I can't help feeling that this show could have been tightened up a good deal. It feels like bits and pieces of a story have been hastily lashed together instead of made to flow smoothly. Furuya and Rea haven't gotten enough development for their romance to be truly moving. Rea's state as a zombie is odd, to say the least; she feels no pain, but can still be happy? Does she feel this way because her life was so awful that death seems like a relief? If so, not much has been done as yet with this interesting angle. Instead of a tragedy or tragicomedy this show seems half-hearted. And Furuya's grandfather and friend aren't funny at all. I guess what kept me watching was curiousity about how the strange premise would work out, since the rest of the show is unexceptional. Halfway through I was impatient about where exactly this would go. No doubt Rea's father will cause trouble for Furuya, but I'm more interested in what Rea's fate as a zombie will be.
Episode seven, which was all about the relationship between Ranko and Furuya without any appearance by Sanka, was boring. I don't care at all how the romantic triangle works out, because there are no signs that Ranko stands a chance or that the climax will be particularly interesting. She is the generic childhood sweetheart who is thrown into the story just so that she can be nonplussed by an unusual rival, and we can feel a little uncertainty that the new girl will win out in the end. But Ranko's personality has about as much life to it as that of a zombie.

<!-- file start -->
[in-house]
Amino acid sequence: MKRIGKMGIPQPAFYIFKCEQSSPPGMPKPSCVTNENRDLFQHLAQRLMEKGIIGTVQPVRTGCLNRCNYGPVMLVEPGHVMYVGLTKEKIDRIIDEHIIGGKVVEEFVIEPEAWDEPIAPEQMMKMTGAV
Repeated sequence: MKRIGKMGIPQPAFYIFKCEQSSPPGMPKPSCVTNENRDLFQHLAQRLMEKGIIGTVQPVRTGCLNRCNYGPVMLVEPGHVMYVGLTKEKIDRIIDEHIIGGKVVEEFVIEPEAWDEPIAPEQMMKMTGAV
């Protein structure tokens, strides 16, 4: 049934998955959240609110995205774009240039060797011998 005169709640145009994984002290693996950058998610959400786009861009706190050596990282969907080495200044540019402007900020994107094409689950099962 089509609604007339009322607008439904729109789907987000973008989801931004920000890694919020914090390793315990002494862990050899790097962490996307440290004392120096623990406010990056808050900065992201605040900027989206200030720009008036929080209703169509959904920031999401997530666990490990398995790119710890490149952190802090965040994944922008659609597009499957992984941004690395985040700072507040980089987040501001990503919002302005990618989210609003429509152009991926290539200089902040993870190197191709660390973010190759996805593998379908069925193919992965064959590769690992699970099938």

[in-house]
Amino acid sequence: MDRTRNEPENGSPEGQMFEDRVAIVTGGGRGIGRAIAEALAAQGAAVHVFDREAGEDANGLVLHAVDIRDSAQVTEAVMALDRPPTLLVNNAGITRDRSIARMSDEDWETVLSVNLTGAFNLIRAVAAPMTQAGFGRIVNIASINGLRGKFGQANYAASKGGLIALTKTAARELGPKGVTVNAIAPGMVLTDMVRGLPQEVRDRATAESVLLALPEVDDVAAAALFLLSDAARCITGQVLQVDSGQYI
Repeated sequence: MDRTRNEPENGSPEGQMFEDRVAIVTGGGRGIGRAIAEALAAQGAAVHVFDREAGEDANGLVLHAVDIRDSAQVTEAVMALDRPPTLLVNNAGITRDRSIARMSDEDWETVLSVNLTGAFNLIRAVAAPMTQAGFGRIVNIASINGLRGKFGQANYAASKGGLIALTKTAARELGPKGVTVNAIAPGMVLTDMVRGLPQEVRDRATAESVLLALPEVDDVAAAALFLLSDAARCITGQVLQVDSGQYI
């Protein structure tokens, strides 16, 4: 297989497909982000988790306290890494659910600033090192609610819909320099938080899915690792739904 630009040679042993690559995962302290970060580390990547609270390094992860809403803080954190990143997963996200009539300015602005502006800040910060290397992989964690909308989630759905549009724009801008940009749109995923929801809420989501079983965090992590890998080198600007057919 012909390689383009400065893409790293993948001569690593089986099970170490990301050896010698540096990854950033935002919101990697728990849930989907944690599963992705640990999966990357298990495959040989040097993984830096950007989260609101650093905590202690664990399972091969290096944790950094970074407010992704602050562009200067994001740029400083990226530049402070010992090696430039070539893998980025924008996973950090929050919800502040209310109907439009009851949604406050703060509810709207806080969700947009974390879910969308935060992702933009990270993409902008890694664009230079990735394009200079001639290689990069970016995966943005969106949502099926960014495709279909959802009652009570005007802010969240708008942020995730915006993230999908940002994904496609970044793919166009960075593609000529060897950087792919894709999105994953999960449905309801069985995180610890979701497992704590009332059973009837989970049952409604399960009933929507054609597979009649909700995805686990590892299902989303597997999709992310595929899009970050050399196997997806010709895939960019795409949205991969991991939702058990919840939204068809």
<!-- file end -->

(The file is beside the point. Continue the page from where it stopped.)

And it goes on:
Just when a cliffhanger arrives, the series takes a break from its usual plotline and inserts omake episode nine. At first I was annoyed and nonplussed by this, but this episode turned out to be funnier and more touching than usual. It was a pity that this episode marked the only appearance of the nutty middle schoolers who investigate reports of zombies.
In episode ten we return to the main plotline, and learn a good deal about Rea's family ties. I thought it fleshed her previously wooden parents out a good deal, much like episode two helped Rea herself. Maybe it should have been done earlier. The climax (in episode 11) was kind of neat, and salvaged the series to a certain extent. But the twist which saved Furuya's life didn't make a whole lot of sense; I think either going all the way, for a tragicomic conclusion, or having him be killed tragically would have worked better. And what was the deal with what happened at the very end of the final episode? It had seemed that something really moving was about to happen. Sankarea as a whole struck me as a confused, unfocused show which nevertheless had its moments. But somebody else ought to produce a 'my girlfriend/boyfriend is a zombie' series, because this one didn't reach anywhere near its full potential.
Last updated Sunday, July 08 2012. Created Monday, April 09 2012.
|Official Japanese Series Web Site||http://www.tbs.co.jp/anime/sankarea/|